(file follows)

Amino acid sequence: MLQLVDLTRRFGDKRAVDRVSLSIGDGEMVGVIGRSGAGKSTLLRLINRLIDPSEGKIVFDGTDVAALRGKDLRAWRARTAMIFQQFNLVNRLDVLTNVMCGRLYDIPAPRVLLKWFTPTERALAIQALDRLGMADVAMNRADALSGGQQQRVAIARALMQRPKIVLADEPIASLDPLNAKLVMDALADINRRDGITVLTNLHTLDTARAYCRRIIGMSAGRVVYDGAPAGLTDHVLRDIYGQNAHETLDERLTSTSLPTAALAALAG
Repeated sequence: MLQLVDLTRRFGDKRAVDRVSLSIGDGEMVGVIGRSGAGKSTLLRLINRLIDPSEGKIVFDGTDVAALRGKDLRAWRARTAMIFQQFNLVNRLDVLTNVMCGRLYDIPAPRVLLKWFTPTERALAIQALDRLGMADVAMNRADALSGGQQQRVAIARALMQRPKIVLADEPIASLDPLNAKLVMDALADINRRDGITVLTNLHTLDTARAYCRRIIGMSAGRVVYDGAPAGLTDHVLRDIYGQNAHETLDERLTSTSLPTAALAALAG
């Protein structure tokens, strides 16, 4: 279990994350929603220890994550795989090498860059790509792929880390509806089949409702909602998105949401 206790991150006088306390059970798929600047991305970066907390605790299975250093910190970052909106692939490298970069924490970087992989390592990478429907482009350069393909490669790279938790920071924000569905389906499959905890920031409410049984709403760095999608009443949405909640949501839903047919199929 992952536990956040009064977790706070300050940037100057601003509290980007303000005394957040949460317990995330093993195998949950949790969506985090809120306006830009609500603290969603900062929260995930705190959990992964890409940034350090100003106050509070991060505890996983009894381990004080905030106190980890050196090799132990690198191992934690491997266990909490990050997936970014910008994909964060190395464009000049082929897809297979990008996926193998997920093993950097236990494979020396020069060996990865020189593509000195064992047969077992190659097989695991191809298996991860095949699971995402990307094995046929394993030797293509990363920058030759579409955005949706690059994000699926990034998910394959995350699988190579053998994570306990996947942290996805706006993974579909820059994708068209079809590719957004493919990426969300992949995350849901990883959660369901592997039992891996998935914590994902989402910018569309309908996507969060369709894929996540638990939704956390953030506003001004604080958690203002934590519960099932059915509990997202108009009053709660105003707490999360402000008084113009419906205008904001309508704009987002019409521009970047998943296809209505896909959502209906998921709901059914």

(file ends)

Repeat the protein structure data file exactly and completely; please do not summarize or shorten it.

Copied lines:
Amino acid sequence: MLQLVDLTRRFGDKRAVDRVSLSIGDGEMVGVIGRSGAGKSTLLRLINRLIDPSEGKIVFDGTDVAALRGKDLRAWRARTAMIFQQFNLVNRLDVLTNVMCGRLYDIPAPRVLLKWFTPTERALAIQALDRLGMADVAMNRADALSGGQQQRVAIARALMQRPKIVLADEPIASLDPLNAKLVMDALADINRRDGITVLTNLHTLDTARAYCRRIIGMSAGRVVYDGAPAGLTDHVLRDIYGQNAHETLDERLTSTSLPTAALAALAG
Repeated sequence: MLQLVDLTRRFGDKRAVDRVSLSIGDGEMVGVIGRSGAGKSTLLRLINRLIDPSEGKIVFDGTDVAALRGKDLRAWRARTAMIFQQFNLVNRLDVLTNVMCGRLYDIPAPRVLLKWFTPTERALAIQALDRLGMADVAMNRADALSGGQQQRVAIARALMQRPKIVLADEPIASLDPLNAKLVMDALADINRRDGITVLTNLHTLDTARAYCRRIIGMSAGRVVYDGAPAGLTDHVLRDIYGQNAHETLDERLTSTSLPTAALAALAG
């Protein structure tokens, strides 16, 4: 279990994350929603220890994550795989090498860059790509792929880390509806089949409702909602998105949401 206790991150006088306390059970798929600047991305970066907390605790299975250093910190970052909106692939490298970069924490970087992989390592990478429907482009350069393909490669790279938790920071924000569905389906499959905890920031409410049984709403760095999608009443949405909640949501839903047919199929 992952536990956040009064977790706070300050940037100057601003509290980007303000005394957040949460317990995330093993195998949950949790969506985090809120306006830009609500603290969603900062929260995930705190959990992964890409940034350090100003106050509070991060505890996983009894381990004080905030106190980890050196090799132990690198191992934690491997266990909490990050997936970014910008994909964060190395464009000049082929897809297979990008996926193998997920093993950097236990494979020396020069060996990865020189593509000195064992047969077992190659097989695991191809298996991860095949699971995402990307094995046929394993030797293509990363920058030759579409955005949706690059994000699926990034998910394959995350699988190579053998994570306990996947942290996805706006993974579909820059994708068209079809590719957004493919990426969300992949995350849901990883959660369901592997039992891996998935914590994902989402910018569309309908996507969060369709894929996540638990939704956390953030506003001004604080958690203002934590519960099932059915509990997202108009009053709660105003707490999360402000008084113009419906205008904001309508704009987002019409521009970047998943296809209505896909959502209906998921709901059914």